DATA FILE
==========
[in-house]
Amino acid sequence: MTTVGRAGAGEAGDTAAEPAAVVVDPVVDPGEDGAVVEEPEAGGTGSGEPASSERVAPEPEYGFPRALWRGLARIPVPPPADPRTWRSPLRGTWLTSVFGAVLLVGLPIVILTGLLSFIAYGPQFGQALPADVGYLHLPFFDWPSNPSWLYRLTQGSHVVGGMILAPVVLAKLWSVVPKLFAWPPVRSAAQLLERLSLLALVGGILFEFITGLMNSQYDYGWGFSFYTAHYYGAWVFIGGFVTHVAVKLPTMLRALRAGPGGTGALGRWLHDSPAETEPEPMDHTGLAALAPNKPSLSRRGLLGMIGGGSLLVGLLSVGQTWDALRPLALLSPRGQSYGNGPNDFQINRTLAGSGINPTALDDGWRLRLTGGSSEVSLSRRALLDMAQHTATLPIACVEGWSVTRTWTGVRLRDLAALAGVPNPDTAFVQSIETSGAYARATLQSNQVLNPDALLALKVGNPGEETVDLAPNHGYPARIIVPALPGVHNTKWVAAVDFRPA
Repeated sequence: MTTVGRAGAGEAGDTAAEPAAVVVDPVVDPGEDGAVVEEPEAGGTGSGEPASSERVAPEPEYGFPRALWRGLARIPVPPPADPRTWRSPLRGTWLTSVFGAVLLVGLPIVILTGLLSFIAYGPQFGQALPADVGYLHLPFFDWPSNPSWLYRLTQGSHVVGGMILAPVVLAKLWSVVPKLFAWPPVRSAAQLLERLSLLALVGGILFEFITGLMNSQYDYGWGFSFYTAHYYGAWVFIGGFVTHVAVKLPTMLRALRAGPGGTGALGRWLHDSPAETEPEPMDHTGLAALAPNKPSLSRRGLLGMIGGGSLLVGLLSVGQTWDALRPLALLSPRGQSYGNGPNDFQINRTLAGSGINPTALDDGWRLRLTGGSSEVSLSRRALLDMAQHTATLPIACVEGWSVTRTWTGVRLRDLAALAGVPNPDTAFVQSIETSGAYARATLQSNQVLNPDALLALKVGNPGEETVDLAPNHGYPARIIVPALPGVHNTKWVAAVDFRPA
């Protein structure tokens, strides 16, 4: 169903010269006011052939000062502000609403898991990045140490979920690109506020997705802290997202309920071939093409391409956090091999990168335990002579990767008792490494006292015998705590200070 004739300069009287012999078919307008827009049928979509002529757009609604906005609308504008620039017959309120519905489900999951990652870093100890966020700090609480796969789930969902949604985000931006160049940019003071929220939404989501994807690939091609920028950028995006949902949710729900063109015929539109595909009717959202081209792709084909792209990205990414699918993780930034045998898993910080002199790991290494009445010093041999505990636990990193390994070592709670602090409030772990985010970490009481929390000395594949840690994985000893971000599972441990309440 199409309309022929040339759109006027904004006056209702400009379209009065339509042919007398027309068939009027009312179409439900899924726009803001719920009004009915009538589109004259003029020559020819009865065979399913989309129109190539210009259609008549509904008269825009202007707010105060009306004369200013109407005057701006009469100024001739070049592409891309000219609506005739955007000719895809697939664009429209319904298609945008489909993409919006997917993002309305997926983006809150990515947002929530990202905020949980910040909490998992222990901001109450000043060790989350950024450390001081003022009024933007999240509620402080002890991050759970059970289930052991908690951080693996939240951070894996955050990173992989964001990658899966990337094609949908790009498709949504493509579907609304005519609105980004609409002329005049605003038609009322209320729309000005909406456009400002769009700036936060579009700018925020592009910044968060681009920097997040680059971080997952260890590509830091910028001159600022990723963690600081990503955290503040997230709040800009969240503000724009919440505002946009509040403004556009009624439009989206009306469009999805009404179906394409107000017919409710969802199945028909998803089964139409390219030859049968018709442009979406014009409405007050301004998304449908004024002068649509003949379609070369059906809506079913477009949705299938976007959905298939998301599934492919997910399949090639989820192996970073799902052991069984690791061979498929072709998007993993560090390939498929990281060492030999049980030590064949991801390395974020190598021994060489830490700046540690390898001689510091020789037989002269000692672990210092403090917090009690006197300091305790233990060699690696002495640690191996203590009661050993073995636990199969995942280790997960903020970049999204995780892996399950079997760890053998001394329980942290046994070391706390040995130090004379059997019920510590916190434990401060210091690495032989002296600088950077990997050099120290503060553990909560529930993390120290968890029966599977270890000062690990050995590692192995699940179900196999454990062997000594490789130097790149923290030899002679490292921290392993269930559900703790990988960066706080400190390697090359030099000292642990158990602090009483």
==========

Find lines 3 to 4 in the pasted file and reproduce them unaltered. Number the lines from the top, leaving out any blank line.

Repeated sequence: MTTVGRAGAGEAGDTAAEPAAVVVDPVVDPGEDGAVVEEPEAGGTGSGEPASSERVAPEPEYGFPRALWRGLARIPVPPPADPRTWRSPLRGTWLTSVFGAVLLVGLPIVILTGLLSFIAYGPQFGQALPADVGYLHLPFFDWPSNPSWLYRLTQGSHVVGGMILAPVVLAKLWSVVPKLFAWPPVRSAAQLLERLSLLALVGGILFEFITGLMNSQYDYGWGFSFYTAHYYGAWVFIGGFVTHVAVKLPTMLRALRAGPGGTGALGRWLHDSPAETEPEPMDHTGLAALAPNKPSLSRRGLLGMIGGGSLLVGLLSVGQTWDALRPLALLSPRGQSYGNGPNDFQINRTLAGSGINPTALDDGWRLRLTGGSSEVSLSRRALLDMAQHTATLPIACVEGWSVTRTWTGVRLRDLAALAGVPNPDTAFVQSIETSGAYARATLQSNQVLNPDALLALKVGNPGEETVDLAPNHGYPARIIVPALPGVHNTKWVAAVDFRPA
């Protein structure tokens, strides 16, 4: 169903010269006011052939000062502000609403898991990045140490979920690109506020997705802290997202309920071939093409391409956090091999990168335990002579990767008792490494006292015998705590200070 004739300069009287012999078919307008827009049928979509002529757009609604906005609308504008620039017959309120519905489900999951990652870093100890966020700090609480796969789930969902949604985000931006160049940019003071929220939404989501994807690939091609920028950028995006949902949710729900063109015929539109595909009717959202081209792709084909792209990205990414699918993780930034045998898993910080002199790991290494009445010093041999505990636990990193390994070592709670602090409030772990985010970490009481929390000395594949840690994985000893971000599972441990309440 199409309309022929040339759109006027904004006056209702400009379209009065339509042919007398027309068939009027009312179409439900899924726009803001719920009004009915009538589109004259003029020559020819009865065979399913989309129109190539210009259609008549509904008269825009202007707010105060009306004369200013109407005057701006009469100024001739070049592409891309000219609506005739955007000719895809697939664009429209319904298609945008489909993409919006997917993002309305997926983006809150990515947002929530990202905020949980910040909490998992222990901001109450000043060790989350950024450390001081003022009024933007999240509620402080002890991050759970059970289930052991908690951080693996939240951070894996955050990173992989964001990658899966990337094609949908790009498709949504493509579907609304005519609105980004609409002329005049605003038609009322209320729309000005909406456009400002769009700036936060579009700018925020592009910044968060681009920097997040680059971080997952260890590509830091910028001159600022990723963690600081990503955290503040997230709040800009969240503000724009919440505002946009509040403004556009009624439009989206009306469009999805009404179906394409107000017919409710969802199945028909998803089964139409390219030859049968018709442009979406014009409405007050301004998304449908004024002068649509003949379609070369059906809506079913477009949705299938976007959905298939998301599934492919997910399949090639989820192996970073799902052991069984690791061979498929072709998007993993560090390939498929990281060492030999049980030590064949991801390395974020190598021994060489830490700046540690390898001689510091020789037989002269000692672990210092403090917090009690006197300091305790233990060699690696002495640690191996203590009661050993073995636990199969995942280790997960903020970049999204995780892996399950079997760890053998001394329980942290046994070391706390040995130090004379059997019920510590916190434990401060210091690495032989002296600088950077990997050099120290503060553990909560529930993390120290968890029966599977270890000062690990050995590692192995699940179900196999454990062997000594490789130097790149923290030899002679490292921290392993269930559900703790990988960066706080400190390697090359030099000292642990158990602090009483």